LES HERBIERS – In the French region of Vendée are eight municipalities which share resources and competencies in the fields of economic development, town planning, environment and standards of living. Atelier du Pont, a Parisian-based architectural practice, was commissioned to design contemporary offices for the purpose of hosting the collaborative efforts of the region. The resultant edifice is a contemporary design which vividly states its position, visually and formally, within the building’s surrounds, without being overbearing.
The building is situated on a slither of green space that follows La Grande Maine river through the township, which lends to a building that has a playful form. The architect approaches the physical context by considering the relationship the form has to the existing nineteenth-century town hall, the presence on the street and the building’s connection to park and vegetation.
In plan, the building looks like a blob of paint that has been thrown to the ground creating a splatter of office space, though the architect’s design is much more nuanced in organisation. Taking the rectangular plan-form of a typical office typology, the architect: folds the form in on itself, to increase and cluster office space for efficient co-working; bends the building around existing trees, maintaining the park’s natural character; and then tweaks the surfaces and corners of the building mass to refine the architectural personality of the structure. The outcome of the diagram is a broken down building that meets the spatial requirements of the brief and avoids dominating the existing building, the park and the street when viewed from all angles. The curves that accommodate the trees guide the circulation spaces, suggesting movement in connecting the offices to the existing town hall.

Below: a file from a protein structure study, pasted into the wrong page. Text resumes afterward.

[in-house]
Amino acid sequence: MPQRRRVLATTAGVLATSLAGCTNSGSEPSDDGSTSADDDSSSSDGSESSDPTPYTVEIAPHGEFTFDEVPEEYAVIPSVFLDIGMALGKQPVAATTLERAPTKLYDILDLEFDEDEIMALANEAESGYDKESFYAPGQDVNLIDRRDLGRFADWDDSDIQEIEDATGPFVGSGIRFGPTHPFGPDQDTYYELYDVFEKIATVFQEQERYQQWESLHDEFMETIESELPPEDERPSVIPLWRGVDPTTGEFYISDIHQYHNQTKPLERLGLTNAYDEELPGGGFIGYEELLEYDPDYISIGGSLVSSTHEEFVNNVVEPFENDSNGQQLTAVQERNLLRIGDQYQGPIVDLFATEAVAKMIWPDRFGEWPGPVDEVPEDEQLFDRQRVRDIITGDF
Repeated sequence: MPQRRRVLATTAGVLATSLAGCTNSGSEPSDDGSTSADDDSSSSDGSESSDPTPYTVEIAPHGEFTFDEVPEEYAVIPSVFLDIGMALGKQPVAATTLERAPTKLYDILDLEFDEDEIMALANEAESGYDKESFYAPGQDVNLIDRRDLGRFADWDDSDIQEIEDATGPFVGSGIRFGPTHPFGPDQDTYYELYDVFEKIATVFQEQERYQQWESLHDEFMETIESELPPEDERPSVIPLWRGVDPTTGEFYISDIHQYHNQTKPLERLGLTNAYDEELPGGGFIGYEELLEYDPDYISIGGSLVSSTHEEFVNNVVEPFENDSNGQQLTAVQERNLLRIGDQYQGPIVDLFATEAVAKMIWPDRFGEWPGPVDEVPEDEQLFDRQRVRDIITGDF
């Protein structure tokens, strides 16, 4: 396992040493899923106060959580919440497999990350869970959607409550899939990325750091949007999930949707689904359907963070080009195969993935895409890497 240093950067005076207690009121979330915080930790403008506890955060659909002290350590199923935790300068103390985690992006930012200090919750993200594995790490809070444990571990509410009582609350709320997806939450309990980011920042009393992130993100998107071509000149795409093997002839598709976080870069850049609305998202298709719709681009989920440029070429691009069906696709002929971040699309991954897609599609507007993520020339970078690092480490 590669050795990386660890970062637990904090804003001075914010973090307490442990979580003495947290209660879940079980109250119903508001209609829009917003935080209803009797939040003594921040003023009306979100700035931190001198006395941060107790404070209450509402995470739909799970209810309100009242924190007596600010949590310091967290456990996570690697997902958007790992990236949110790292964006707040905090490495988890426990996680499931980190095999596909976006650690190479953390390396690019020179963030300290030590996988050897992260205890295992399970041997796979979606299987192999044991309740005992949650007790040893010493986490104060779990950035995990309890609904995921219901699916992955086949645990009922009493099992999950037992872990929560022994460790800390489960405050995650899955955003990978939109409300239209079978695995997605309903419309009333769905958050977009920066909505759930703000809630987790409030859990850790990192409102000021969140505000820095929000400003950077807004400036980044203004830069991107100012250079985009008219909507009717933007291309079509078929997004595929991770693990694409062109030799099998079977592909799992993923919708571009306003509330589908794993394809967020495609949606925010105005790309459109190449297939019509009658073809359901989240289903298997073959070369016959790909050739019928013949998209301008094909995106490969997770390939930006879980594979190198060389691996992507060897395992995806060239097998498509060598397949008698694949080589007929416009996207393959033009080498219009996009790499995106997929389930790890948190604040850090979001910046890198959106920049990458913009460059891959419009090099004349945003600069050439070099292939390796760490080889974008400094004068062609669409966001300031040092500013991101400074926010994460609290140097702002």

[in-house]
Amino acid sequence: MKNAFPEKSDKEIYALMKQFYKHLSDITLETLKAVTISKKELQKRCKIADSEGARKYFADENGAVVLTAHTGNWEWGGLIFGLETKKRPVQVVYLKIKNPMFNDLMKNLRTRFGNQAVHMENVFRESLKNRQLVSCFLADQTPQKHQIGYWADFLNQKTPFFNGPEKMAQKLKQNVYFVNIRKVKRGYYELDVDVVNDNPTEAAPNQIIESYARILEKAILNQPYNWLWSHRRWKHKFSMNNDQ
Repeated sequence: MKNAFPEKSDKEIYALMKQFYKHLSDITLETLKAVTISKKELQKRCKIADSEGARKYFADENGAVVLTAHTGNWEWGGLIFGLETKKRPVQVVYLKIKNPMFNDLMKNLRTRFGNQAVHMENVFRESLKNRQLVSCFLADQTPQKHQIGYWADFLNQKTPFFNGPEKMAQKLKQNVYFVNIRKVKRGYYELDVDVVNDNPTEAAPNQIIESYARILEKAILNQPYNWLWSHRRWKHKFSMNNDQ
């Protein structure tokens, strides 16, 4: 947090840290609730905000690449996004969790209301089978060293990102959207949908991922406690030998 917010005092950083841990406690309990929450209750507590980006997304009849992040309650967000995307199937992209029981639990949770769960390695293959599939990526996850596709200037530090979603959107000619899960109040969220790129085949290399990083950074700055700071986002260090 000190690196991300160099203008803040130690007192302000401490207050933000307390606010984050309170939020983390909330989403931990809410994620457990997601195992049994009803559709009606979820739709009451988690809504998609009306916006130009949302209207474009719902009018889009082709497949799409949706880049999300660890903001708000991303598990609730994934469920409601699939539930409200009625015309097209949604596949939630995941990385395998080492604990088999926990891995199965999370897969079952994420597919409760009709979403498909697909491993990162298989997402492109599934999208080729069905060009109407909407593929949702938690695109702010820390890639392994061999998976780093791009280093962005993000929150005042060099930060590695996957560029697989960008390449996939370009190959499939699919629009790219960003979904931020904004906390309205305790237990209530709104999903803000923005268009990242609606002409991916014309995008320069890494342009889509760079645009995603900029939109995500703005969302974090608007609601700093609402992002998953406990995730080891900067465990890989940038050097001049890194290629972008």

The new building maintains a consistent height, similar to the town hall it is positioned against. Not visually effecting the existing structure from the outside, the offices are detailed off the town hall – separating both buildings as autonomous wholes. The architect decided to contrast the new with the old, using the lightness of glass and metal to juxtapose heavy masonry. Architecture that employs reflective materials often draws attention to itself rather than acting as a chameleon taking the form of its own environment; the well-established park setting with close consideration of the new building’s proximity to the street and the existing building makes for a design that actually does sit well within its context – though not because of the reflections giving a supposed sense of disappearance.
Photos courtesy of Atelier du Pont/Takuji Shimmura